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a THE LIVING MEMORYi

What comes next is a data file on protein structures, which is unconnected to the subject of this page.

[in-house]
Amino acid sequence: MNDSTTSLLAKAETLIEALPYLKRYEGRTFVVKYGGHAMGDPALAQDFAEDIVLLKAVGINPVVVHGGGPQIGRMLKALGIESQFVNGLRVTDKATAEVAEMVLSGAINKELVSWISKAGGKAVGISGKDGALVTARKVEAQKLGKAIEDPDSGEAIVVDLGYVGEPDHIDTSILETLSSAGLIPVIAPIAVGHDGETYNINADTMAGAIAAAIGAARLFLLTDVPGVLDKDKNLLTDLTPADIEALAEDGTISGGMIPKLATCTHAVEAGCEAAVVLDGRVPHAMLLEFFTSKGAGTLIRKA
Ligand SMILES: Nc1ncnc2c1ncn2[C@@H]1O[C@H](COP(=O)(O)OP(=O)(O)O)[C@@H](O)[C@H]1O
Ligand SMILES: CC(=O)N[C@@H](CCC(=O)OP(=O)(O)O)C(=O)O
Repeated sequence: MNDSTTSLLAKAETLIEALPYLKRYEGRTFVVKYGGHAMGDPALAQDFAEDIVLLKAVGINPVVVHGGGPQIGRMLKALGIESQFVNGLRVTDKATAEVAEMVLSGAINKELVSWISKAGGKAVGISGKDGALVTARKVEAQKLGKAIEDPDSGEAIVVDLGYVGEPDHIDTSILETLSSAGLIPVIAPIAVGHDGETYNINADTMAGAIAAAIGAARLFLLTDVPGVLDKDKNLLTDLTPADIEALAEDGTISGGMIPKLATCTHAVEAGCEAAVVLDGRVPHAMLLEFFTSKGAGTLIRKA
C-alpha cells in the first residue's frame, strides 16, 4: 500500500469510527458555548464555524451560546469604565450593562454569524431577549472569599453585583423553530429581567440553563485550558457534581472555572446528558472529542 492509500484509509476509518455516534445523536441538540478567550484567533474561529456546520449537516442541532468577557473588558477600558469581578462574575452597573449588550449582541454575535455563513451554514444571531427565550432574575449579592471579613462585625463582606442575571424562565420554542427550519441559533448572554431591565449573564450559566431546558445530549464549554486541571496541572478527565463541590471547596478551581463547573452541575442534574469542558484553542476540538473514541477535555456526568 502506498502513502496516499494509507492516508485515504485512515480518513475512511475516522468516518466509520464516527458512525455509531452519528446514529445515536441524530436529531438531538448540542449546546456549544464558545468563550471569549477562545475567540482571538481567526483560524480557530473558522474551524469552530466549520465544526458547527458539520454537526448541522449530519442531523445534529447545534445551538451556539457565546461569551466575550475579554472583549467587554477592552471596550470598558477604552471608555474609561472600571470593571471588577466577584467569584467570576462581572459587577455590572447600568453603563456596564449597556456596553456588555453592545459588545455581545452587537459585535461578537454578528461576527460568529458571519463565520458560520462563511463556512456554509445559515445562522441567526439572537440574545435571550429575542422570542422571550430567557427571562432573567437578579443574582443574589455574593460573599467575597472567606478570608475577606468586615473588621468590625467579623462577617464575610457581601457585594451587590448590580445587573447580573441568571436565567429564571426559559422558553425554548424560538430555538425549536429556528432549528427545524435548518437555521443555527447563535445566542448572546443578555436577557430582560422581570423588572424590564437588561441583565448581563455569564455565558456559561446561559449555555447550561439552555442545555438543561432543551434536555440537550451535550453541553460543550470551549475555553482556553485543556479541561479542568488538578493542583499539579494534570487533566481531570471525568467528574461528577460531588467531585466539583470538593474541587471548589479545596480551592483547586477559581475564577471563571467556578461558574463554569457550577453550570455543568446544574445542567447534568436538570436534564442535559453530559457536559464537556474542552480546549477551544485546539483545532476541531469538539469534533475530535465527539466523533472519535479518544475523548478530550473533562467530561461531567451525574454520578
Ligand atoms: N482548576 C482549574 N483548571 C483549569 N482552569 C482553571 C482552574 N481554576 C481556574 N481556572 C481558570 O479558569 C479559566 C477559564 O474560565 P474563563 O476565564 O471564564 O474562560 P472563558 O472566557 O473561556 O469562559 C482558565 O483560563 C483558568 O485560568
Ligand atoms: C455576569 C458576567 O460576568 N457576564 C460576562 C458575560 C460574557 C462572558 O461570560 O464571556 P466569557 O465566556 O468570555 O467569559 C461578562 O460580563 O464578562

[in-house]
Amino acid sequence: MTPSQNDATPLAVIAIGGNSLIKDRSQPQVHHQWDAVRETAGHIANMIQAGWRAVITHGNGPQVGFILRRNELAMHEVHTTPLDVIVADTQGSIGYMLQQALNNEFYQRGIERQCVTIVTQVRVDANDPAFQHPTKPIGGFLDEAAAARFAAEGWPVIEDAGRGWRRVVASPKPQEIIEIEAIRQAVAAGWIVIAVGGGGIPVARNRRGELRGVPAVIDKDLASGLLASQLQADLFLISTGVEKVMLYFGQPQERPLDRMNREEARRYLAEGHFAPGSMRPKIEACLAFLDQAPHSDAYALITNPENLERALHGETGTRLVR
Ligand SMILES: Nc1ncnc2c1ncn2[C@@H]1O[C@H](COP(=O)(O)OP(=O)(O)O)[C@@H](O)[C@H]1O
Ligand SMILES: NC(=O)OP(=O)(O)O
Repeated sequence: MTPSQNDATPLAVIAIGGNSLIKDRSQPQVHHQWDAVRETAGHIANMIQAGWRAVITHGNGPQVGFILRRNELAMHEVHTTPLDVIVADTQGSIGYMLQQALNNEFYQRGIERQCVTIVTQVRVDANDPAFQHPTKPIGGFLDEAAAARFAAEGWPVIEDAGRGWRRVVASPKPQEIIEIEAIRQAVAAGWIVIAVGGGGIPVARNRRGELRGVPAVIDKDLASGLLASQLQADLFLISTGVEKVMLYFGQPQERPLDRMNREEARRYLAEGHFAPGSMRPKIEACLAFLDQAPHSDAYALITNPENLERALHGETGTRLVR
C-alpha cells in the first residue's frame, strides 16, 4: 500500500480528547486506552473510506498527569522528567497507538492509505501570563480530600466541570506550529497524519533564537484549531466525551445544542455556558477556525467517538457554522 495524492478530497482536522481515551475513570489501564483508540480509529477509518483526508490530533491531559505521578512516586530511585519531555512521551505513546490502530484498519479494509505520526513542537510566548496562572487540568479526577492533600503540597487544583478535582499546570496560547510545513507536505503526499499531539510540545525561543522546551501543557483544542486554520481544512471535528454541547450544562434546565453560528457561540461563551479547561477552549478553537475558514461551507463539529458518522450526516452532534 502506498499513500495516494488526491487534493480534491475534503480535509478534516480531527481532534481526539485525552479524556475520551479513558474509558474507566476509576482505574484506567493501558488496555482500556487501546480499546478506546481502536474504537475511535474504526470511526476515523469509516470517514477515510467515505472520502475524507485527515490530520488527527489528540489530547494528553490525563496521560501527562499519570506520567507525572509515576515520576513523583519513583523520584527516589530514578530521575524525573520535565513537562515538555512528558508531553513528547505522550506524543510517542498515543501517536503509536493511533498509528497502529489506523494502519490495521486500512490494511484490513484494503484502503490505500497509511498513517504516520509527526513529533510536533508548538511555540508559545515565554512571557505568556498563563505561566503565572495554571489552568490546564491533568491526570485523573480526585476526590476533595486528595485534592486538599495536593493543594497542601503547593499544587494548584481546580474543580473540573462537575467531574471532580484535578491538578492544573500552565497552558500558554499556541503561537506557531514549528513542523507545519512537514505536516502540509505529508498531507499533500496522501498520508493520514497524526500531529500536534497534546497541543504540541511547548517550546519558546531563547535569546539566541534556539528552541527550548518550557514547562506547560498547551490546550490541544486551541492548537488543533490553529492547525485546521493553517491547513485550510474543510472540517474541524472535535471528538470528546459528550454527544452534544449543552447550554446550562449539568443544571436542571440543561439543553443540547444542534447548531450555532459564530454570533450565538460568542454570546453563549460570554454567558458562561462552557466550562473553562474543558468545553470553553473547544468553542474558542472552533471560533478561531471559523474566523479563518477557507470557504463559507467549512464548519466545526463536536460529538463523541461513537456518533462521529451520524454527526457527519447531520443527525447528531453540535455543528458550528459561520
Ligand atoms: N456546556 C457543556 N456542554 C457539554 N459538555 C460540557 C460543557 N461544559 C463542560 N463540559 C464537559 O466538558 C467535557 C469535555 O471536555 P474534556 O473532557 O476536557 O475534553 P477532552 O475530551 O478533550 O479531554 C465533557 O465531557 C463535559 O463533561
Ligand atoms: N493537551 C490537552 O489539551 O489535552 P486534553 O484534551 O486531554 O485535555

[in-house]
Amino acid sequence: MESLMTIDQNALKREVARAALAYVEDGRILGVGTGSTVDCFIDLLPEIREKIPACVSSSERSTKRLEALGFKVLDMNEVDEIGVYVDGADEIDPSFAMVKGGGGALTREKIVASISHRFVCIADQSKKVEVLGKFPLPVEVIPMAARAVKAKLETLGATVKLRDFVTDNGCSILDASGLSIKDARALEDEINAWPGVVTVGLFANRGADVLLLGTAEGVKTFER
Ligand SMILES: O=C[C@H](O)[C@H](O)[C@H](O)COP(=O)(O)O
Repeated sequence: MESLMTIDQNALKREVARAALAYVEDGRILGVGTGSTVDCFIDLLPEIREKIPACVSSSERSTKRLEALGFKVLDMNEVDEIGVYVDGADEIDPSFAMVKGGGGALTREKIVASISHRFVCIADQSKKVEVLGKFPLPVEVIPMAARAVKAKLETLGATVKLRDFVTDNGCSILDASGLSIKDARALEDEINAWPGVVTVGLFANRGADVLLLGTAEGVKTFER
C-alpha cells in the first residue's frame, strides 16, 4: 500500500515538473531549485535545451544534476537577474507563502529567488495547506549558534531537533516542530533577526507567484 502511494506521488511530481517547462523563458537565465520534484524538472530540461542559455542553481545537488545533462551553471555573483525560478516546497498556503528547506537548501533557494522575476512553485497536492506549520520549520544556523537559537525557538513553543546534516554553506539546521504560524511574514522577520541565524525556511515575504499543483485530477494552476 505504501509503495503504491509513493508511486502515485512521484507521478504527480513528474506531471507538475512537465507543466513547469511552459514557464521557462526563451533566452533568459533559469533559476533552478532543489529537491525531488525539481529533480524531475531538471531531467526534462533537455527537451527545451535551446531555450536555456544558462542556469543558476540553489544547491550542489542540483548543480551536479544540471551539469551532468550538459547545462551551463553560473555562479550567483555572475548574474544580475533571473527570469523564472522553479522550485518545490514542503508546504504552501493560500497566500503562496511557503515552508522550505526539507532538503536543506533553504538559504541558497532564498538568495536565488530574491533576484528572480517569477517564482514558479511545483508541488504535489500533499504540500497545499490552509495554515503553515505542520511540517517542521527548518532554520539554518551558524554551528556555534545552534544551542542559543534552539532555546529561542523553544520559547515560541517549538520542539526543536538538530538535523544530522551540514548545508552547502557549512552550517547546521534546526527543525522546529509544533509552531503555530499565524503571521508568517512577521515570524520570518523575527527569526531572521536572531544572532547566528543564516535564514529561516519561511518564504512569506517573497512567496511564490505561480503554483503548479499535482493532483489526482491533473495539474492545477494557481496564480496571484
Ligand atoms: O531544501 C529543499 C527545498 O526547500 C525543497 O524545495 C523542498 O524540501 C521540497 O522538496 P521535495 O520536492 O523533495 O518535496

: ÏW By MILDRED WHITE. K John Haggles swung about In the re ■ voicing chair before his desk, to gaze ■ over the high roofs beneath the glaring ■ July sun. There it was again, that ■ evasive memory of something sweet B and half forgotten ! What had hap ■ pened to him in his heretofore satls B fled middle age, that vague longings i should reach out from the past? ■ Business and Its success had for I years absorbed him, blotting out all B that had been before, making wealth B alone his goal. Now,- wealth was B achieved, what had it brought him? ■ Llllias had dropped out of his life B so long ago he had lost regard for R her when she had chosen in preference B to himself a sort of wandering nomad B for a husband. Will had been a dreamy B Idealist, while he, John Ruggles, even Bln that long ago, showed unmlstak Bable business promise. |; It was In his youthful engineering ■ capacity that he had visited the little ■ village almost burled beneath Its en Bclrcllng hills. Llllias had met him In ■the quaint flower garden of her home, Band It had been Will who took him ■there. Will, who, lazily curious about ■John's work, had made friends with ■the engineer upon the highway. Will ■had been kind to the stranger, had ■made it pleasant for him In the lone lily village, offering the hospitality of ■ils ovii small home. ■ Buggies had heen glad to ac fcept. There were valuable nooks on the ■crude shelves of Will's one roomed (habitation—interesting curios from all of the world—and Will had tak |n him to see Llllias; when the engl fceer looked into the girl's rare blue i e 1 e f eS ' he d f,? ded t0 J ,n f ■tely in the village Decided calmly. |o win her from the man whom she ■oved and make her his own, and John piuggles had failed ; that was all. i Th « n he went back to the great city wTiere bluebell eyes and fair faces are ■'but a thing apart," and not "man's »-hole existence." Many women had ■ome and gone in John Ruggles' life ■Ince that youthful time, and he had Been content to let them go ; without ■ompanlonshlp of womgn his life seem ■d complete. But now— K Across the tall chimney tops ro kance called to him, flaunting a mem Bry not unmixed with pain, of a grass Iroivn village street, a quaint old gar Ben set back behind a cedar hedge; fcnd about the garden In his memory Bream moved the girl Lillian. I John Ruggles turned abruptly to Bress an electric button. He would hu mor his fancy, satisfy this claihorlng bnpulse, by a walk down that same linage street, a peep Into the old gar lien which upon actual observation Irould undoubtedly lose Its fanciful ■parm. I Llllias had married Will ; poverty pen must be her dower. Uncared for ■omen do not as a rule grow In at Sfacttveness. Reality should forever ilence this tormenting memory, so In fcpllcably awakened. ||But first he must dismiss the new ■enographer whose work his secretary pd pronounced hopeless. Again John Higgles pressed the electric button, pkas the secretary who responded. ■The new stenographer had not re torted that day for business," he ex ■llned, "and her dismissal would be ■necessary. Realizing her own un jtness for the position, the girl had ■ephoned a resignation. Unbusiness ■e to the last In method," he added ■lllngly. ■The great man paused reaching for ■ hat. "I recall the young person," Bsaid "She possessed at least the flhltty of respectful courtesy." The ■retary bowed. "With a personality ■te too diffident for office work," he ■lied, "as one could tell from a ■nee of her eyes." ■Her eyes." the casual remark came ■John Ruggles like a flash of Inspir Bbn. Here was the solution of his Bakened memory, the eyes of the llt ■ stenographer he suddenly recol ■ted were strangely like the bluebell Hs of Llllias. ■Life was unsatisfying," he told him Bf as he crossed the marble floor ■lie railroad station, "wealth, power, ■at had they to do with happiness ■ elusive? Where might It be ■nd?" phe village street was unchanged, B familiar houses too, like those of ■terday. Suddenly the man drew In his ■nth while his eyes widened as If ■ing a vision. For about the garden fcved gracefully a girl In white, and ■her hair a rose. ps he lingered unbelievingly, she kne toward him, her bluebell eyes arching his across the hedge, then e smiled. rOh ! Mr. Ruggles," his recent sten papher exclaimed, "you came away ft to see me? I was obliged to resign r position," she added flushing pret r, "because I had too long Imposed. I business education was too brief be efficient. I have not been long Une In the world." Across the face of John Ruggles shed an understanding light. All at ce Its lines of care seemed erased some great Inner Joy. "You," he x murmured, "are the nghter of Llllias?" "You knew my mother?" the girl ked quickly, - ' Bé smiled. "It Is," he answered, "as )ugh Llllias herself were here be te me again." Fhe girl threw wide the gate. "I » am—Llllias," she said, and John egles entered into the garden. •pyright, isig. Western Newspaper Union.) JQ1N THE league of the nation I Wi Pii] ■ I ■'FI »- 1 i I ' I iiföfaT? V-D. .I I n T 1 r Iv \] I V 8 if r ) I f "1/ I "i > HELP YOURSELF - - More than 150 years ago Benjamin Franklin wrote: "Keep your shop and will keep you." The stamp of great ness is on Franklin's philosophy be cause t was not alone of his time; lt h0lds f0r a11 tlme - Our ways have changed a bit in the economic life of this republic which the great Franklin helped to build. J No longer may every man be his own shopkeeper. Most of us help keep some other fellow's shop and a certain element among the assistant shop keepers have become restless because they have no shop themselves and call themselves I. W. W., Bolsheviks, »nd | other names. j We sell from stock NOT from catalog i: ?]I ■» P. ir % m a I F if. / sr-i' fÆ m I j TL .A'ft M i ['IL crl Ua Our implements ~ " are ready for inspection ■C ]■ ■C 3B Campbell Sub-Surface Packer This is the original Campbell Sub-Surface Packer, the one designed by H. W. Campbell, the "father" of the Dry Farming System. A Tbc P. & O. Campbell Packer is the salvation of Dry Farming. Built in th« most substantial manner, with large weight box, closed dust-proof boxes, heavy wheels, and the best impicipcnt ever designed for conserving the moisture and assuring bumper crops. It increases the yield wherever it is used. CANTON PLOWS CANTON PLOWS CANTON PLOWS CANTON PLOWS Nezperce Hardware. Co. Headquarters for All Kinds of Up-to-Date Farm Machinery ]C ]■ ■c 3C DC Nevertheless Franklin's homely say-] ing Is as true today and as easy to comply with as it was the day he ut tered it. ment provides the way The United Utates govern War Savin „ s and Thrift stamn „ conceived as a war measure and now backed by the government as a per - manent policy, give every man, woman and child in Ameiica the chance to keep shop. Each person is allowed to put -$1000 a vear into the business the business of American government The business guarantees 4 per cent per annum compounded quarterly. It is the biggest business in the world, One can invest as low as 25 cents, The wonderful thing about it is that the investor helps his country as well as himself. W. C. T. Ü. Column. (By the Secretary) The meeting at Mrs. Wylie 10 ...... JÄ'now bet was a-ained A short program was rendered follows '"Devotional service, prayer, roll' call, reading of the minutes, talk, "American Citizeps in the Mak ' and "The Relation of the. Francis E. Willard Memorial Fund to Americanization," Mrs. Mary Mitchell; talk, "Ameri canization Work in an Austrian Settlement," Mrs. Martin; read-j mg, "Miss Willard's Methods in Americanization," and short bio graphy of Miss in«-, Mrs. Willard, Anna Smith ; special song, Something for Otjhe'ifc Today;" Americanization 'Do discussion work, closing prayer. Report Fund collection, with report of year's work, next week. Jo ÄÄil &Ä on Francis , Willard of Mrs. daughters served a most excellent lunch of cocoa and cookies. And while this little hand of ■nr t'l rn tt „.rvrdrovs nod their W. D. J. L). workers aiKl Ilieii friends enioved a social hour and , ", . dlSCllSSCd the great VOlK acomp Hcdicd Iw the W C T U. work iisuea uy uie A V-,V £ of the past, the Children, XU + W P T TT workers had ture W . v. 1. t • , o meiTV luncheon all their own. mi * -ii ,, „,,„„:„l 1 here Will he a special OHM at Ml*S. Harry ■ V 1 ni . " el). Z4:, dl 9-90 r, m Tlioi-o is much blisi Z..1U p. in. illf ie in murn uuiu ers ness meeting Mitchell's on Monday ness to attend to, this being tliej beginning of work, so let each present to assist. the -new year's member he Silver Tea Was Great Success. On entering the Community church Saturday afternoon, Feb. 15, one was greeted by a very pleasing tea room. There were eight tables in all. They were beautifully decorat ed with candle sticks from which white* ribbons were drawn to Ihe jedge of the table, and hung with l-f> d valentine hearts. , , The refreshments were just as I delightful as the tea room. Tea, •»***» »"<1 salad were served. L.^ «'ch^ table a Camp Fire Girl serve(1 the tea or eoltee. T1, e F'*' 18 $20 for which the - v Wlsh t0 thank tke Nezperce j i j Twelve Years of Success and Satisfaction Prove that Our Members are Getting Their Insurance at Cost • • • • • • • • and that the cost is lower than other insurance. Ask Fred Riggers, Local Diiector, Nezperce, Ida. or Write Jesse Hoffraan, Sec.-Treas., Leland, Ida. Nezperce Farmers County Mutual Fire Ins. Co. s KIDNEYS WEAKENING? LOOK OUT! Kidney troubles don't disappear of themselves. They grow steadily, undermining: health deadly certainty, until you fall a vic tlm to incurable disease. Stop your troubles While there is time. Don't wait until little pains become big aches. Don't trille with disease. To avoid tuture suffering begin treatment with GKJLD MEDAL, Haarlem Oil Cap suies now. Take three or four every day until you are entirely free from nain. This well-known preparation has been one of the national remedies of Hoi land for centuries. In Hi9(> the govern ment of the Netherlands granted a special charter authorizing its prépara tlou and Bale. slow ly but rith I 1 II. .v<: fSL g » T), ihc ill» e 1 j n -■> Jf, A siz § Why Swift & Company Handle Poultry, Eggs, Butter and Cheese Swift & Company went into the pro duce business because they saw a crying need for the kind of service they were equipped to perform. The produce business was in chaos. Collecting, transportation, preparation and distribution was hit or miss, with delay, deterioration and loss on every hand. The farmer was at the mercy of an uncertain, localized market. He had no way of reaching through to the people who needed what he was raising for them. There was no prem ium upon improving his stocks, for grading was lax or lacking. The consumer had to accept produce that, as a rule, had no known respon sible name behind it. He had no way of knowing how long the eggs or the butter he was buying had been lying around in miscellaneous lots in the back room of a country store. Much of the poultry was not properly refrigerated before shipment or properly protected by refrigeration in transit. Swift & Company's initiative brought system to this chaos. Their organiza tion, equipment, and experience in handling perishable food products were already adjusted to the task. Their refrigerator cars, branch houses, cen tral points, far-reaching connections, trained sales force, supplied just what was demanded. Now the farmer has a daily cash market in touch with the nation's needs with better prices. Standardi zation makes better produce more profitable. More consumers are served with better, fresher, finer foodstuffs. Nothing suffers from this save inefficiency, which has no claim upon public support. :■ : Swift & Company, U. S.A. m % t n MONEY TO LOAN-I Imve plenty of available money to loan on good farm land at a low inter est rate. Pre-payment privileges. York Herren room 10, Union State Bank bldg., Nezperce, Ida. people. This money will be very useful to a growing Camp Fire Club. Do not delay. Go to your druggist and insist on Ins supplying you with Oul.D MEDAL. Haarlem Oil Capsules. Take them as directed, and If you are not satisfied with results your druggist will gladly refund your money. Look for the name GOLD MEDAL and accept no other. three sizes. , The housewife of Holland would al most as soon be without food as with out her "Real Dutch Drops," as she quaintly calls GOLD MEDAL Haarlem Oil Capsules. They restore strength and are responsible In a groat measure for the sturdy, robust health of the Hollanders. the box In sealed boxes.